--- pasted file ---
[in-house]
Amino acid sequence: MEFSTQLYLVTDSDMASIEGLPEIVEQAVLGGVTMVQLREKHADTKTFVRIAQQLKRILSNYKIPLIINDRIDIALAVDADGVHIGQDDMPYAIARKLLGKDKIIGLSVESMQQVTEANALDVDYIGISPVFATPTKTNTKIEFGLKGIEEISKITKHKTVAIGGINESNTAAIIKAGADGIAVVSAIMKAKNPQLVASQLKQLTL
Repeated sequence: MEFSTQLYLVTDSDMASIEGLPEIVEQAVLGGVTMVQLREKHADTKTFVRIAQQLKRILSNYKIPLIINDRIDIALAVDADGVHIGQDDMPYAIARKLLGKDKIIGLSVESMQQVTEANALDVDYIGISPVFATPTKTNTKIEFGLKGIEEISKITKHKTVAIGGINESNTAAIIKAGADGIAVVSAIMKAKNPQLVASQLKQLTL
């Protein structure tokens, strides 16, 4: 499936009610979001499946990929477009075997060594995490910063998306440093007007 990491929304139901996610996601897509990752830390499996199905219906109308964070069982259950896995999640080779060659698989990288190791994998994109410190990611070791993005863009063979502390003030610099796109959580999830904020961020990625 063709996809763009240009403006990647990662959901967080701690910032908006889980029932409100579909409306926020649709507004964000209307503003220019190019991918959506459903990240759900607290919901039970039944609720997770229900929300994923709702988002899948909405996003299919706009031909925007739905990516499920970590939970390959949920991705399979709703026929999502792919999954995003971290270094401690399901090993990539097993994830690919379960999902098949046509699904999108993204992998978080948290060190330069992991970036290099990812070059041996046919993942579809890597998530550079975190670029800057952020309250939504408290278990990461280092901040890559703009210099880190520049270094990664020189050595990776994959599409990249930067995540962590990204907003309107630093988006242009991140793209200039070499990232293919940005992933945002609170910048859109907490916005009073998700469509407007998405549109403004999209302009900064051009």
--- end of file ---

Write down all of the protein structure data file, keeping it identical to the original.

[in-house]
Amino acid sequence: MEFSTQLYLVTDSDMASIEGLPEIVEQAVLGGVTMVQLREKHADTKTFVRIAQQLKRILSNYKIPLIINDRIDIALAVDADGVHIGQDDMPYAIARKLLGKDKIIGLSVESMQQVTEANALDVDYIGISPVFATPTKTNTKIEFGLKGIEEISKITKHKTVAIGGINESNTAAIIKAGADGIAVVSAIMKAKNPQLVASQLKQLTL
Repeated sequence: MEFSTQLYLVTDSDMASIEGLPEIVEQAVLGGVTMVQLREKHADTKTFVRIAQQLKRILSNYKIPLIINDRIDIALAVDADGVHIGQDDMPYAIARKLLGKDKIIGLSVESMQQVTEANALDVDYIGISPVFATPTKTNTKIEFGLKGIEEISKITKHKTVAIGGINESNTAAIIKAGADGIAVVSAIMKAKNPQLVASQLKQLTL
């Protein structure tokens, strides 16, 4: 499936009610979001499946990929477009075997060594995490910063998306440093007007 990491929304139901996610996601897509990752830390499996199905219906109308964070069982259950896995999640080779060659698989990288190791994998994109410190990611070791993005863009063979502390003030610099796109959580999830904020961020990625 063709996809763009240009403006990647990662959901967080701690910032908006889980029932409100579909409306926020649709507004964000209307503003220019190019991918959506459903990240759900607290919901039970039944609720997770229900929300994923709702988002899948909405996003299919706009031909925007739905990516499920970590939970390959949920991705399979709703026929999502792919999954995003971290270094401690399901090993990539097993994830690919379960999902098949046509699904999108993204992998978080948290060190330069992991970036290099990812070059041996046919993942579809890597998530550079975190670029800057952020309250939504408290278990990461280092901040890559703009210099880190520049270094990664020189050595990776994959599409990249930067995540962590990204907003309107630093988006242009991140793209200039070499990232293919940005992933945002609170910048859109907490916005009073998700469509407007998405549109403004999209302009900064051009």